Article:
MacGillycuddy Reeks - Na Cruacha Dubha.
Kerry’s Iveragh Peninsula is the most mountainous part of Ireland and its eastern boundary is the range of mountains known as MacGillycuddy’s Reeks, known locally as The Reeks. The Reeks are approximately 100 square kilometres in area and are bounded by the Gap of Dunloe to the East, Glencar to the West, the Black and Bridia Valleys to the south and the lowlands around Beaufort to the north.
They are home to Ireland’s highest mountain, Carrauntoohil, which peaks at 1,039 metres, as well as to the only two other mountains in Ireland that reach over 1,000 metres in height, Beenkeragh and Caher. As the Irish word cruach (meaning stack or reek) suggest, many of the mountains in the group rise to symmetrical peaks. At the foot of the MacGillicuddy reeks sits Churchtown House which is the centre piece of the Churchtown Estate.
The house is a Georgian house built in 1740 by Sir Roland Blennerhassett. The estate was bought in 1860 by James Magill who turned it into one of the largest dairy farms of its time in the Southwest region. James’s grandson and great grandsons closed the farm in the early nineties and developed Beaufort Golf Club, which was officially opened in 1995 and is described today by golfers as the ‘hidden gem’ of golf in the South West. One of the best views of the MacGillicuddy Reeks can be seen from the house and golf course.
Beaufort (Lios an Phúca in Gaelic) is the nearest village to the house and lies on the banks of the River Laune. Over 100 historical sites have been identified and mapped in the area including the Dunloe Ogham Stones and two castle ruins (Castle Corr sits on the 15th green of Beaufort Golf Club), and Dunloe Castle, built in 1207.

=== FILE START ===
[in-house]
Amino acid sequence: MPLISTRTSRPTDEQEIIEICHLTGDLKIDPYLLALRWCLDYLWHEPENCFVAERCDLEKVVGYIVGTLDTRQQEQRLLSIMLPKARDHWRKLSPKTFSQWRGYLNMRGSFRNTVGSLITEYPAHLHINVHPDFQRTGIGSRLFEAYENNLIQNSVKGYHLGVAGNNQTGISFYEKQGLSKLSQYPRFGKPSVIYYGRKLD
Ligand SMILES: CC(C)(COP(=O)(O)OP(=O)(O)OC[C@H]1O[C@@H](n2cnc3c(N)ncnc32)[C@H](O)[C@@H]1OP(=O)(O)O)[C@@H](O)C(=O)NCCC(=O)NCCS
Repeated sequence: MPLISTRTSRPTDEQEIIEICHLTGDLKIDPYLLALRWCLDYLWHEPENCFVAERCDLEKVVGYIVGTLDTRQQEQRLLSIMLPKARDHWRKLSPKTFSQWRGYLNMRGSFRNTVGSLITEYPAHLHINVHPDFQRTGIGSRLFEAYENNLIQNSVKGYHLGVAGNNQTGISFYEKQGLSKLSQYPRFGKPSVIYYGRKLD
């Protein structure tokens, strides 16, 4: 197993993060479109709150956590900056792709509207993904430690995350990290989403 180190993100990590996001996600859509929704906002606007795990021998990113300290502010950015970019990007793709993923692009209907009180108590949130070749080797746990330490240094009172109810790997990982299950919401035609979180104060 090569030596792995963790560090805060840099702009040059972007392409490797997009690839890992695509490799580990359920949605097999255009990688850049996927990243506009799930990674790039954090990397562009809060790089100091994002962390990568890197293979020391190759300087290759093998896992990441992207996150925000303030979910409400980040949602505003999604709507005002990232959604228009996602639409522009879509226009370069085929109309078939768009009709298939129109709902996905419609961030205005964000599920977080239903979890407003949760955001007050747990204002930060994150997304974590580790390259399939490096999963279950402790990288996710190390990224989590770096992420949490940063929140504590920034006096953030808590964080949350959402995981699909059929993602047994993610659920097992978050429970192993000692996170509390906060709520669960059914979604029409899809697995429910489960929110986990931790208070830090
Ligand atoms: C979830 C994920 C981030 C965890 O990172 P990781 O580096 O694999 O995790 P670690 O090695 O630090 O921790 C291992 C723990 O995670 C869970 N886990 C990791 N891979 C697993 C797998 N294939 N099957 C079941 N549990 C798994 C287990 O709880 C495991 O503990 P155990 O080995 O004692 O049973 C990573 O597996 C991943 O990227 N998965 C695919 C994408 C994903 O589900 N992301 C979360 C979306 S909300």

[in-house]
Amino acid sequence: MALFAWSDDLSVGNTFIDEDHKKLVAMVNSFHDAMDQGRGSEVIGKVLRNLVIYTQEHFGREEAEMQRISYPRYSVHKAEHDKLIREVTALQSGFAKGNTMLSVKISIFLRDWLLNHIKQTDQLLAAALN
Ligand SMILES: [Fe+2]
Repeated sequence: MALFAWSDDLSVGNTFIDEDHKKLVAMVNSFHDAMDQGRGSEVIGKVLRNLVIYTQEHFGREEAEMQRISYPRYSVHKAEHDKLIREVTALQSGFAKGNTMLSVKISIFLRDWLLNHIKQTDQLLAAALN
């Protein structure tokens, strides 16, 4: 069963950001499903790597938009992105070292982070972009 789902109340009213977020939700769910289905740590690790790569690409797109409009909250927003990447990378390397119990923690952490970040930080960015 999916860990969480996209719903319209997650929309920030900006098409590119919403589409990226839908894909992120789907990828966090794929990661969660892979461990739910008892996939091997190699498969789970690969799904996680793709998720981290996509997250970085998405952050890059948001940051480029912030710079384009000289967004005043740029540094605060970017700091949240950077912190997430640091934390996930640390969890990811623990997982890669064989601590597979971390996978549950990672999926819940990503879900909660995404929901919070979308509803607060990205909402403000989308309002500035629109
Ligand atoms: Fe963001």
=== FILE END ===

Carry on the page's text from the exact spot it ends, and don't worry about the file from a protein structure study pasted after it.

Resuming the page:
The ruins of two ancient churches still stand in the parish today. One, situated in Kilgobnet in O'Sheas Land and associated with St. Gobnait, the other in Churchtown burial ground, which is more than five centuries old. Ballymalis Castle located 4 km to the northwest of Beaufort, is a National Monument.
The Beaufort Bridge over the River Laune was built in 1837. In 1911, Kalem Company, an American moving-picture company spent several weeks in the village shooting films. Among the company: the director Sidney Olcott, actress Gene Gauntier, Alice Hollister and actors Jack J. Clark, Robert Vignola, JP McGowan, the cinematographer George K. Hollister.
The first film was Rory O’More, followed by The Colleen Bawn and Arrah-na-Pogue adapted from Dion Boucicault’s plays. Olcott returned to Beaufort each summer until 1914. He rented the hotel owned by Patrick O'Sullivan who also owned a pub, which still exists today: The Beaufort Bar, which is a lovely traditional pub that is well worth a visit when staying at Churchtown House.